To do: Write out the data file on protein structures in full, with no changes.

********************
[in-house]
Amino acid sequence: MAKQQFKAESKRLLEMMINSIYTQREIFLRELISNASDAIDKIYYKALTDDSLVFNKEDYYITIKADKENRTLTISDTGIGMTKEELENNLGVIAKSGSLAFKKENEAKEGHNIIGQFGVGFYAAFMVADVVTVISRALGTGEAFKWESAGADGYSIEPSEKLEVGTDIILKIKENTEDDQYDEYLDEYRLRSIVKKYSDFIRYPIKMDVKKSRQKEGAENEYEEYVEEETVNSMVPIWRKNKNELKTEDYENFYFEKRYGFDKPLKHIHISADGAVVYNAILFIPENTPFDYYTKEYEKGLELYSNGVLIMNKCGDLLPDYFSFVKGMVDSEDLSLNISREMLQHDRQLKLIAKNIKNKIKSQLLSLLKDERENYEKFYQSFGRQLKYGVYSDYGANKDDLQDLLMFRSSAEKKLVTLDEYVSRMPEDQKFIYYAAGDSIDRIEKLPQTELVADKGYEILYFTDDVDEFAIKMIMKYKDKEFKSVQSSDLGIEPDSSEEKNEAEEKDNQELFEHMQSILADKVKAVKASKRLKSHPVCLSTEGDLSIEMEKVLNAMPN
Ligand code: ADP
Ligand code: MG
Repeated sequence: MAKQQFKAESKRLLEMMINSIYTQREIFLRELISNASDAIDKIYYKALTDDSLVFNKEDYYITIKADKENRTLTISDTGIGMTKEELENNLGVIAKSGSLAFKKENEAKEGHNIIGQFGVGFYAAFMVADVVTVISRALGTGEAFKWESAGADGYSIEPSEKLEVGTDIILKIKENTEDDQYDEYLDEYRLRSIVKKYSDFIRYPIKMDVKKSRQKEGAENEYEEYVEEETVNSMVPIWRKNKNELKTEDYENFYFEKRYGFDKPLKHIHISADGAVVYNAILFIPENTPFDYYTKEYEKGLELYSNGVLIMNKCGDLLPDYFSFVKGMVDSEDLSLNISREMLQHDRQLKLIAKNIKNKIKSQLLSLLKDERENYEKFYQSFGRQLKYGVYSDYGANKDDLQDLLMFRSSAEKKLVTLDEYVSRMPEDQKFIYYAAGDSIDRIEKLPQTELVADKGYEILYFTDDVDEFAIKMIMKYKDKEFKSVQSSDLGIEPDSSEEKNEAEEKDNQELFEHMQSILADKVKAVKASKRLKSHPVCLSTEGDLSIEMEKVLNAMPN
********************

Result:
[in-house]
Amino acid sequence: MAKQQFKAESKRLLEMMINSIYTQREIFLRELISNASDAIDKIYYKALTDDSLVFNKEDYYITIKADKENRTLTISDTGIGMTKEELENNLGVIAKSGSLAFKKENEAKEGHNIIGQFGVGFYAAFMVADVVTVISRALGTGEAFKWESAGADGYSIEPSEKLEVGTDIILKIKENTEDDQYDEYLDEYRLRSIVKKYSDFIRYPIKMDVKKSRQKEGAENEYEEYVEEETVNSMVPIWRKNKNELKTEDYENFYFEKRYGFDKPLKHIHISADGAVVYNAILFIPENTPFDYYTKEYEKGLELYSNGVLIMNKCGDLLPDYFSFVKGMVDSEDLSLNISREMLQHDRQLKLIAKNIKNKIKSQLLSLLKDERENYEKFYQSFGRQLKYGVYSDYGANKDDLQDLLMFRSSAEKKLVTLDEYVSRMPEDQKFIYYAAGDSIDRIEKLPQTELVADKGYEILYFTDDVDEFAIKMIMKYKDKEFKSVQSSDLGIEPDSSEEKNEAEEKDNQELFEHMQSILADKVKAVKASKRLKSHPVCLSTEGDLSIEMEKVLNAMPN
Ligand code: ADP
Ligand code: MG
Repeated sequence: MAKQQFKAESKRLLEMMINSIYTQREIFLRELISNASDAIDKIYYKALTDDSLVFNKEDYYITIKADKENRTLTISDTGIGMTKEELENNLGVIAKSGSLAFKKENEAKEGHNIIGQFGVGFYAAFMVADVVTVISRALGTGEAFKWESAGADGYSIEPSEKLEVGTDIILKIKENTEDDQYDEYLDEYRLRSIVKKYSDFIRYPIKMDVKKSRQKEGAENEYEEYVEEETVNSMVPIWRKNKNELKTEDYENFYFEKRYGFDKPLKHIHISADGAVVYNAILFIPENTPFDYYTKEYEKGLELYSNGVLIMNKCGDLLPDYFSFVKGMVDSEDLSLNISREMLQHDRQLKLIAKNIKNKIKSQLLSLLKDERENYEKFYQSFGRQLKYGVYSDYGANKDDLQDLLMFRSSAEKKLVTLDEYVSRMPEDQKFIYYAAGDSIDRIEKLPQTELVADKGYEILYFTDDVDEFAIKMIMKYKDKEFKSVQSSDLGIEPDSSEEKNEAEEKDNQELFEHMQSILADKVKAVKASKRLKSHPVCLSTEGDLSIEMEKVLNAMPN